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The Barn Painter

Oldham Co.'s Ann Carter
draws inspiration from childhood

By Helen E. McKinney
Contributing Writer

LA GRANGE, Ky. – (October 2002) When Ann Reuter Carter sets out to do something, she doesn’t give up until she has accomplished her goal.
Swiftly becoming known as “The Barn Painter of Oldham County,” the La Grange, Ky., resident preserves on canvas her content childhood memories of growing up on a farm in Southern Iowa.
“It’s important to save that way of life,” Carter says.
Carter moved to Oldham County in 1975. She has formally trained at Art Instruction Inc., the Louisville School of Art, and Jefferson Community College. While at the latter institution, Carter said she was asked to run the airbrush room and then the photography lab.

Ann Carter

Ann Carter with her artwork

Carter’s mother was an artist, so naturally painting is a “creative talent born in me. I paint partly because I want to paint. It’s a gift.”
When someone recognizes a scene in one of her paintings, Carter said she is thrilled. Her main goal in painting a picture is for someone to benefit from her work; to recognize a scene that brings about an emotional response.
“A part of me is in every picture I complete,” she said. “I feel I have a God-given talent, and I’m just sharing it with the world. If my talent can make someone enjoy life a little more, then I’m happier too.”
Unlike other artists, Carter said she doesn’t always have to be in the mood to paint. “If you start, it will come to you. At the beginning of a painting, I’m excited.”
After first sketching the scene on canvas, Carter then goes about filling in details to flush out the scene. Sometimes its a struggle to achieve a certain feeling or look in her work, but she diligently stays with the project until she’s satisfied with the end result.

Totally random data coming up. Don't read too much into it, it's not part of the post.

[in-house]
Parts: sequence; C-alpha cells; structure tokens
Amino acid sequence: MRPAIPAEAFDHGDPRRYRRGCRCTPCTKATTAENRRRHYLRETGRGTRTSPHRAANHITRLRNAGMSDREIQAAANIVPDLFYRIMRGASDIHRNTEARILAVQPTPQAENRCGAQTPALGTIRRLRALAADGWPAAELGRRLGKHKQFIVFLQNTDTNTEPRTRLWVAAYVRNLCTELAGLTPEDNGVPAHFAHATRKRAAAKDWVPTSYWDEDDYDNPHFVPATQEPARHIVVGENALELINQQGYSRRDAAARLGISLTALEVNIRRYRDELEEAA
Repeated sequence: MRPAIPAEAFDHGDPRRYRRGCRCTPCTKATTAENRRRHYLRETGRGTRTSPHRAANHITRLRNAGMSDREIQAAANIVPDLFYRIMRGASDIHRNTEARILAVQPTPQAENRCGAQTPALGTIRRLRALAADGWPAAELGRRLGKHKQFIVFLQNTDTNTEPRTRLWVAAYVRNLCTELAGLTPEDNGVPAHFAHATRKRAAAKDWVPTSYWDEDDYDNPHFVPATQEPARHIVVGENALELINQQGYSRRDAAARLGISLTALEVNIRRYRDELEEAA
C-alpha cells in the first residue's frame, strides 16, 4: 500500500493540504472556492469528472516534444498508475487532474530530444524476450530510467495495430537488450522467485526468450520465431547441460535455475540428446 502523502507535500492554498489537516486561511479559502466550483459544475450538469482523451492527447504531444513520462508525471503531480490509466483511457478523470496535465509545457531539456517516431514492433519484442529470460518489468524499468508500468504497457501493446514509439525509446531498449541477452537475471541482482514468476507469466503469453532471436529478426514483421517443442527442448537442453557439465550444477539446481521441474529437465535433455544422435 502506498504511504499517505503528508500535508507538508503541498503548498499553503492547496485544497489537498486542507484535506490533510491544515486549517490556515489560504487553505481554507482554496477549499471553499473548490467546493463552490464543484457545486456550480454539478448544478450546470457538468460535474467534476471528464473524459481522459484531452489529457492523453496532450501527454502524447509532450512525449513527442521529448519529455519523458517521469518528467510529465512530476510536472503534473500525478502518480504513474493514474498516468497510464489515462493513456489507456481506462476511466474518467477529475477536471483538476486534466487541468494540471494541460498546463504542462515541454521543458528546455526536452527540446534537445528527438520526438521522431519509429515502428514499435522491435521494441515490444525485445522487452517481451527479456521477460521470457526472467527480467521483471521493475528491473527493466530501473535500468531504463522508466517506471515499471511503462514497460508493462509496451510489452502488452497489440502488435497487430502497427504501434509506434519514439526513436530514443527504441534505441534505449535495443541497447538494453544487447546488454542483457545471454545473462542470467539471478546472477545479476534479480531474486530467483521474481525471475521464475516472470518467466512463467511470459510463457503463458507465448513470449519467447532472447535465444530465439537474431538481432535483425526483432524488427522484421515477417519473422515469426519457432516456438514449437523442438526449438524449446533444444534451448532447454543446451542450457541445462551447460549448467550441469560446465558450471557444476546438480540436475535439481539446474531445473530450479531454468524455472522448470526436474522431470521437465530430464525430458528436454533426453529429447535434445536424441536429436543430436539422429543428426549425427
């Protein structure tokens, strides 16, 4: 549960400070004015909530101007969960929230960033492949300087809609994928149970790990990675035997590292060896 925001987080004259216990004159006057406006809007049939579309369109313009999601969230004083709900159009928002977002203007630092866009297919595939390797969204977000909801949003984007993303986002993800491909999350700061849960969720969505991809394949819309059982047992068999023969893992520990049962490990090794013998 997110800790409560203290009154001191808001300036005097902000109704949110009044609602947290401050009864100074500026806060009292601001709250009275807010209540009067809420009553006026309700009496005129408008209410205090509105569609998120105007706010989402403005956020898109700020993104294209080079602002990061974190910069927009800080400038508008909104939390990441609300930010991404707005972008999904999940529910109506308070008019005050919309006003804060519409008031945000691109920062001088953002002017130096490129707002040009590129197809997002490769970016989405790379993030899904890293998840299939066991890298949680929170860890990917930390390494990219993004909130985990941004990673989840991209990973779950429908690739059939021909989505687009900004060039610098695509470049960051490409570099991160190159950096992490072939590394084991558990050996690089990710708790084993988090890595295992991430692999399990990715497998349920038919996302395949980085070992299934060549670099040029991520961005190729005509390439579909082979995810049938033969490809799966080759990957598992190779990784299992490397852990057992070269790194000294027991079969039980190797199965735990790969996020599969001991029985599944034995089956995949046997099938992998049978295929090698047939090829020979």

Carter is not limited to oil paintings. Due to her education in commercial art, she has also created items in many areas of graphic design – banners, flags, brochures, posters and advertisements.
For eight years, Carter was the editor of the Kentucky Conference Methodist Newspaper, The Voice.
Due to a severe brain injury in 1979, Carter’s future as an artist looked uncertain. But with determination, she recovered, and with encouragement from her youngest son, she took up painting again.
She took a refresher class in La Grange at the Angie Campbell Studio. Carter now spends time every day in her own studio.
Her studio is filled with dozens of photo albums containing floral shots that she has taken over the years. If stalled on a painting of a particular flower, for example, Carter can turn to a certain picture and see how daffodils look in the springtime, she said.
“With each painting, I learn more,” Carter said. She prefers to take her own pictures of a scene before painting it, but she said customers could provide her with a photograph from which to paint.
Her commissioned paintings hang in homes in Kansas, Minnesota, Ohio, Maryland, Tennessee and several Kentucky counties.
Carter’s husband, Merlin Carr, also is an artist. Originally from South Dakota, he grew up on a farm that was homesteaded by his great-grandfather in 1882. The 1,280-acre Carr Farm is now a private hunting farm.
Similar to his wife’s intent, Carr would like to someday paint scenes from a bygone farming era, when life was more simple and carefree. Carter said she has discussed the possibility of a “Barns of Oldham County” exhibit at the Oldham County History Center.
History Center executive director Anita Fritz is open to the idea. “We definitely want to do an exhibit, but it won’t be until the summer or fall of 2003,” Fritz said.
Fritz is looking for other barn painters and photographers to display their work with Carters.

• To contact Carter about her work, call (502) 241-4152.

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